Why you need a fresh perspective and how to get one

    5 minute read

    By Micah Yongo

    “The key to creative recycling is to look at a discarded item with fresh eyes and try to find its hidden potential.”

    These are the words of Val Hunt, an artist, although not your everyday kind. For the last 20 years she’s been producing bespoke pieces and wearable items from out of discarded rubbish, using everything from scraps of old clothing to beer cans to create award-winning installations that have toured the world, reaching as far away as Japan and America.

    Her collections have become permanent additions at several art galleries and her work is displayed at numerous group exhibitions each year. In short, she has quite literally turned recycling into an art form.

    What’s interesting is how she identifies the key to her talent; namely — perspective. To her, the possibilities for the materials she uses are not defined by their quality, but rather her view of them, her willingness to look at them with “fresh eyes”.

    Which gets you thinking.

    The power of perspective

    In 1961, essayist and author Anaïs Nin wrote an autobiographical novel titled Seduction of the Minotaur, in which she included the following:

    “We don’t see things as they are, we see them as we are.”

    She was quoting from the words of Rabbi Samuel ben Nahman, as recorded in a Talmudic tractate, but the saying is one that’s found currency in psychology circles.

    In 1890, The Popular Science Monthly included an article by GTW Patrick titled The psychology of prejudice, in which he wrote:

    “We see the world not as it is, but as moulded by the individual peculiarities of our minds.”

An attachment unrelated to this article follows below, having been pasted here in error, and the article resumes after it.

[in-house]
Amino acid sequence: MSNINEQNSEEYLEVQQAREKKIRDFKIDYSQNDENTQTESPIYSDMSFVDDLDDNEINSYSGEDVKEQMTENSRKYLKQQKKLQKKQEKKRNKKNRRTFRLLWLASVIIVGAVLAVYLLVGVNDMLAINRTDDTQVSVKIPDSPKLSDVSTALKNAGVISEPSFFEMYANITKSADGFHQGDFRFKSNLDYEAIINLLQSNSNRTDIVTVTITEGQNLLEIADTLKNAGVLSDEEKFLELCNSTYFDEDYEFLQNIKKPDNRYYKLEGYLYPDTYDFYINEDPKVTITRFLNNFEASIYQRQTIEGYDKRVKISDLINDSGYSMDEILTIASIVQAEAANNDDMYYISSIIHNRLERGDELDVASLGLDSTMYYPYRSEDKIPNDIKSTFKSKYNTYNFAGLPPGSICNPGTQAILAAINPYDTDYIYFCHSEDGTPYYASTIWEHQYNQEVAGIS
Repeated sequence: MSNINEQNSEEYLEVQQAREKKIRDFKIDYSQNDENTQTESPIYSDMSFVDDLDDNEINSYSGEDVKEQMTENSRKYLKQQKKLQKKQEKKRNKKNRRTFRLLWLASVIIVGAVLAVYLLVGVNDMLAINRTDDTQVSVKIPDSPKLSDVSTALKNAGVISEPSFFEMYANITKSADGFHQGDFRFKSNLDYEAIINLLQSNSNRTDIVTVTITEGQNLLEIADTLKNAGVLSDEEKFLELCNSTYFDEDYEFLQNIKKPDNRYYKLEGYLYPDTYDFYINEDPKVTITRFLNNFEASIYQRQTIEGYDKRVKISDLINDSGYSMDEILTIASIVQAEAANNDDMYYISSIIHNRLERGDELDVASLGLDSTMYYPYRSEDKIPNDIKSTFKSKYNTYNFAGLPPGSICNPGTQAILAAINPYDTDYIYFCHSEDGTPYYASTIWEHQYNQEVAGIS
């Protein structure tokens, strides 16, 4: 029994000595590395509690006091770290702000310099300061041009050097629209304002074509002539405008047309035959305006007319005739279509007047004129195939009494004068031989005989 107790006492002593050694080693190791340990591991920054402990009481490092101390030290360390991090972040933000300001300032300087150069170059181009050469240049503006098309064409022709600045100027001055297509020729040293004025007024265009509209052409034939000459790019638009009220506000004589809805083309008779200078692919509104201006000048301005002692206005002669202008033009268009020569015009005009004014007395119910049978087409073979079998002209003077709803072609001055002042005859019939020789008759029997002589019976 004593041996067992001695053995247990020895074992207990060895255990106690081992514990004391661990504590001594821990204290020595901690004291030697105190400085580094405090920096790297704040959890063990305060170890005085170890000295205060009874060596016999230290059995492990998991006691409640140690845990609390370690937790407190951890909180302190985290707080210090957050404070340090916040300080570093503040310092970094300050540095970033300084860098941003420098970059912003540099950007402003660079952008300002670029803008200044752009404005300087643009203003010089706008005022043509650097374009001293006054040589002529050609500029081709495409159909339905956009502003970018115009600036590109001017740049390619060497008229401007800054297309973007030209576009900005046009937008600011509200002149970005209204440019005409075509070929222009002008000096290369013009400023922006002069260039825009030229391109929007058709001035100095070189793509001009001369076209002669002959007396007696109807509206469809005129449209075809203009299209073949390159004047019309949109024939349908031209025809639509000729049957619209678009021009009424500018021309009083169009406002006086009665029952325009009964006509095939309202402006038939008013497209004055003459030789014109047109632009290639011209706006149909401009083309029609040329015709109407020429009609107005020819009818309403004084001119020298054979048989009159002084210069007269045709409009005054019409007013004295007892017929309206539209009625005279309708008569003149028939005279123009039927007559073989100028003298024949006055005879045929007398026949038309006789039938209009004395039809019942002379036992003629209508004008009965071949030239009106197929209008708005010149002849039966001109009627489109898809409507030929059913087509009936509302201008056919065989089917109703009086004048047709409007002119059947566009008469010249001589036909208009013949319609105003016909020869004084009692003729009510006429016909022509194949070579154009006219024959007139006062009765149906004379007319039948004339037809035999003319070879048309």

It’s a phenomenon academics today refer to as cognitive bias – a catch-all term to describe the various ways our judgement can be skewed or limited by habitual ways of thinking. Or, as the psychologists call it , heuristics, i.e., unconscious mental shortcuts that our brains use to provide swift estimates about uncertain circumstances (Baumeister & Bushman, 2010, p141).

    In short, we make assumptions  – based on past learning and experiences – without knowing it, and these assumptions often stop us from recognising what’s true and progressing toward new possibilities.

    Val Hunt’s suggestion is that it’s her ability to bypass her own prejudices and assumptions, to see the world as new, that provides the key to her creativity.

    This means her art is more than decorative – it’s a challenge; one that asks the question, what if we could see things as they truly are? Not just discarded materials, but also experiences, people, our potential, and even our approach to work.

    New aims, fresh habits

    We've been taught to believe we must work harder and longer to get the best from ourselves, yet science shows this isn't true.

    We don't achieve better results or even get more done by working harder and longer, but rather through working smarter.

    But what exactly does this 'smart' approach look like? How and why does it work?

    To learn the answers you'll need to take a fresh look with an open mind at how you work. After all, it's only by stepping beyond old habits that you'll be able to accomplish new aims.

    So, what habits might you be holding on to that you'd be better letting go of?

    What ways of working do you have that may be holding you back?

    Learning to ask and answer these kinds of questions is a big part of building the enriching and productive work-life you need.

    That's what this edition of the Academy is all about.

    What Next?

    5min readread

    Why you need a fresh perspective and how to get one